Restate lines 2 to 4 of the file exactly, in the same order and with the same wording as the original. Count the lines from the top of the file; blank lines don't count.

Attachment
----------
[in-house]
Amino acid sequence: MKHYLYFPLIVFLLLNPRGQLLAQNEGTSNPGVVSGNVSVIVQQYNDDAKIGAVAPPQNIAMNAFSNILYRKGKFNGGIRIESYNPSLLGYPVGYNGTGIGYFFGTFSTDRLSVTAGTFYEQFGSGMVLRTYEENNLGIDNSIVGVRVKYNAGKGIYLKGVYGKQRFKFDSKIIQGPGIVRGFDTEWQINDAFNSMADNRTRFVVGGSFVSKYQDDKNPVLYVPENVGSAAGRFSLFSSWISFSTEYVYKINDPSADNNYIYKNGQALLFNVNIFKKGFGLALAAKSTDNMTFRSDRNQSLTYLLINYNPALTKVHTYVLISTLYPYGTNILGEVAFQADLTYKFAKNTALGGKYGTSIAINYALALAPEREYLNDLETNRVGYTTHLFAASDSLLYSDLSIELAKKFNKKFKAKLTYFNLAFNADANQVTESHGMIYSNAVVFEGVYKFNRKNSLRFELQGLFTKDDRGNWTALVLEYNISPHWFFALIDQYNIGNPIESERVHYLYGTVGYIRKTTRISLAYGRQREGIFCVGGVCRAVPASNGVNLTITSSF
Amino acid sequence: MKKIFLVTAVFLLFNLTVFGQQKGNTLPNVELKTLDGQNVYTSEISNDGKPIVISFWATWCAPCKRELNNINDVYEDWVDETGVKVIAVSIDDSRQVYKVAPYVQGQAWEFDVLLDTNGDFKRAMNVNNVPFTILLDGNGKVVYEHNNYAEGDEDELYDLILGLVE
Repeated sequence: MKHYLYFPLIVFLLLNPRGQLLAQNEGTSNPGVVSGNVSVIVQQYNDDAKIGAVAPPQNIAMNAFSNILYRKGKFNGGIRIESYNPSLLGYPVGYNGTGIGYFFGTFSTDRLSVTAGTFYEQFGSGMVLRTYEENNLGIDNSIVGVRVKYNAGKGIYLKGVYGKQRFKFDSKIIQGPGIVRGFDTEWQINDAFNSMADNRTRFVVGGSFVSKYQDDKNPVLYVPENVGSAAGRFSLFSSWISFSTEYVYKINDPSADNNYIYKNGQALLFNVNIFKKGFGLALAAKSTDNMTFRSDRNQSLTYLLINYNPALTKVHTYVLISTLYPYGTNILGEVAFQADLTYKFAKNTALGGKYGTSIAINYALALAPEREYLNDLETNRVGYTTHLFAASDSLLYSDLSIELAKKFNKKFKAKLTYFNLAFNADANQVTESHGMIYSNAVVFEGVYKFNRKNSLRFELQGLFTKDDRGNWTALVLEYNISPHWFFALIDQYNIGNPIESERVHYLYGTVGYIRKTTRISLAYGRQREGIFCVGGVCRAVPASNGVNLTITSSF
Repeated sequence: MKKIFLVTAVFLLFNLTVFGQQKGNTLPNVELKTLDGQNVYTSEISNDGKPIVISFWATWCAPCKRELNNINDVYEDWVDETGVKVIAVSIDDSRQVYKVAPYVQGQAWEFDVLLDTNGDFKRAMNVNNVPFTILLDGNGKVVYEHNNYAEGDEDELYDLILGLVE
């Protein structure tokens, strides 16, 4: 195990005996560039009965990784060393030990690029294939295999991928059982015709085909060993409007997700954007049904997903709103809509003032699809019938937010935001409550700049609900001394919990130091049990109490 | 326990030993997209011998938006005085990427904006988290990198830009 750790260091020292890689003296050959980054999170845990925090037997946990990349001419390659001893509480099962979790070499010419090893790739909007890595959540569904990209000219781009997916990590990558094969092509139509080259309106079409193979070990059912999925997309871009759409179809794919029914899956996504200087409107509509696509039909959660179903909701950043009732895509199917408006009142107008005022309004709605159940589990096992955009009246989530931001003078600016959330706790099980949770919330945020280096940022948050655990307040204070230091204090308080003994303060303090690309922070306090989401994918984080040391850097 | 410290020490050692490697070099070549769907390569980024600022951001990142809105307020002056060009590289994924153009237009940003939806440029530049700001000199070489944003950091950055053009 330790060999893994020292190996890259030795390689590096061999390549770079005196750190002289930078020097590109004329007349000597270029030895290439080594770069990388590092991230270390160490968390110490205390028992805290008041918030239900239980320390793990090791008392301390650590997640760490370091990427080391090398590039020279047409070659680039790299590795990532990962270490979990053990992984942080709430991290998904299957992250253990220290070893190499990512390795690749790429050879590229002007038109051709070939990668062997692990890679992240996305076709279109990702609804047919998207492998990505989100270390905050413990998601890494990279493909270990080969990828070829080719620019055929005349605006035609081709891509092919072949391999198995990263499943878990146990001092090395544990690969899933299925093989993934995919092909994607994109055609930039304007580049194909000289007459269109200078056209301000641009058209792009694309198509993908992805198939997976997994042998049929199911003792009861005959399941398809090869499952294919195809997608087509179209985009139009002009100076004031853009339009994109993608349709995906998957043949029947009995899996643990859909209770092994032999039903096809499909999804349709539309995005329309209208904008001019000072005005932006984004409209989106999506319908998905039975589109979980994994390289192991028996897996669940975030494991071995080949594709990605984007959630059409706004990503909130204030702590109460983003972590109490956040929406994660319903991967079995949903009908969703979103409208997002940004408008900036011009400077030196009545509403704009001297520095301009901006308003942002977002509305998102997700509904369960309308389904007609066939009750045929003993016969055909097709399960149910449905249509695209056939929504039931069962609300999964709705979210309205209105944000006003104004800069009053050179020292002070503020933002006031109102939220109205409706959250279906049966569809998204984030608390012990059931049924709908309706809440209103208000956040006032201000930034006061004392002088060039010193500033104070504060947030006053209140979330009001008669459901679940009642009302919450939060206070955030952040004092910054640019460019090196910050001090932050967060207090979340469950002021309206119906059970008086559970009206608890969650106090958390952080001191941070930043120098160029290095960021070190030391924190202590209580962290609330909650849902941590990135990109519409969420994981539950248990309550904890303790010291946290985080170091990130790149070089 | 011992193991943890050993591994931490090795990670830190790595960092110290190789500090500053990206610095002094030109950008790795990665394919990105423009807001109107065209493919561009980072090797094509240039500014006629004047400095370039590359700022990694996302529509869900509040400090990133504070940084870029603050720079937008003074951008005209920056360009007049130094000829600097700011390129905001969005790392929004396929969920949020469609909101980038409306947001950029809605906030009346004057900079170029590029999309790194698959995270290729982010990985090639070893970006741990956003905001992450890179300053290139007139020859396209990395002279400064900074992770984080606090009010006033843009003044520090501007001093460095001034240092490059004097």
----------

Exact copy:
Amino acid sequence: MKHYLYFPLIVFLLLNPRGQLLAQNEGTSNPGVVSGNVSVIVQQYNDDAKIGAVAPPQNIAMNAFSNILYRKGKFNGGIRIESYNPSLLGYPVGYNGTGIGYFFGTFSTDRLSVTAGTFYEQFGSGMVLRTYEENNLGIDNSIVGVRVKYNAGKGIYLKGVYGKQRFKFDSKIIQGPGIVRGFDTEWQINDAFNSMADNRTRFVVGGSFVSKYQDDKNPVLYVPENVGSAAGRFSLFSSWISFSTEYVYKINDPSADNNYIYKNGQALLFNVNIFKKGFGLALAAKSTDNMTFRSDRNQSLTYLLINYNPALTKVHTYVLISTLYPYGTNILGEVAFQADLTYKFAKNTALGGKYGTSIAINYALALAPEREYLNDLETNRVGYTTHLFAASDSLLYSDLSIELAKKFNKKFKAKLTYFNLAFNADANQVTESHGMIYSNAVVFEGVYKFNRKNSLRFELQGLFTKDDRGNWTALVLEYNISPHWFFALIDQYNIGNPIESERVHYLYGTVGYIRKTTRISLAYGRQREGIFCVGGVCRAVPASNGVNLTITSSF
Amino acid sequence: MKKIFLVTAVFLLFNLTVFGQQKGNTLPNVELKTLDGQNVYTSEISNDGKPIVISFWATWCAPCKRELNNINDVYEDWVDETGVKVIAVSIDDSRQVYKVAPYVQGQAWEFDVLLDTNGDFKRAMNVNNVPFTILLDGNGKVVYEHNNYAEGDEDELYDLILGLVE
Repeated sequence: MKHYLYFPLIVFLLLNPRGQLLAQNEGTSNPGVVSGNVSVIVQQYNDDAKIGAVAPPQNIAMNAFSNILYRKGKFNGGIRIESYNPSLLGYPVGYNGTGIGYFFGTFSTDRLSVTAGTFYEQFGSGMVLRTYEENNLGIDNSIVGVRVKYNAGKGIYLKGVYGKQRFKFDSKIIQGPGIVRGFDTEWQINDAFNSMADNRTRFVVGGSFVSKYQDDKNPVLYVPENVGSAAGRFSLFSSWISFSTEYVYKINDPSADNNYIYKNGQALLFNVNIFKKGFGLALAAKSTDNMTFRSDRNQSLTYLLINYNPALTKVHTYVLISTLYPYGTNILGEVAFQADLTYKFAKNTALGGKYGTSIAINYALALAPEREYLNDLETNRVGYTTHLFAASDSLLYSDLSIELAKKFNKKFKAKLTYFNLAFNADANQVTESHGMIYSNAVVFEGVYKFNRKNSLRFELQGLFTKDDRGNWTALVLEYNISPHWFFALIDQYNIGNPIESERVHYLYGTVGYIRKTTRISLAYGRQREGIFCVGGVCRAVPASNGVNLTITSSF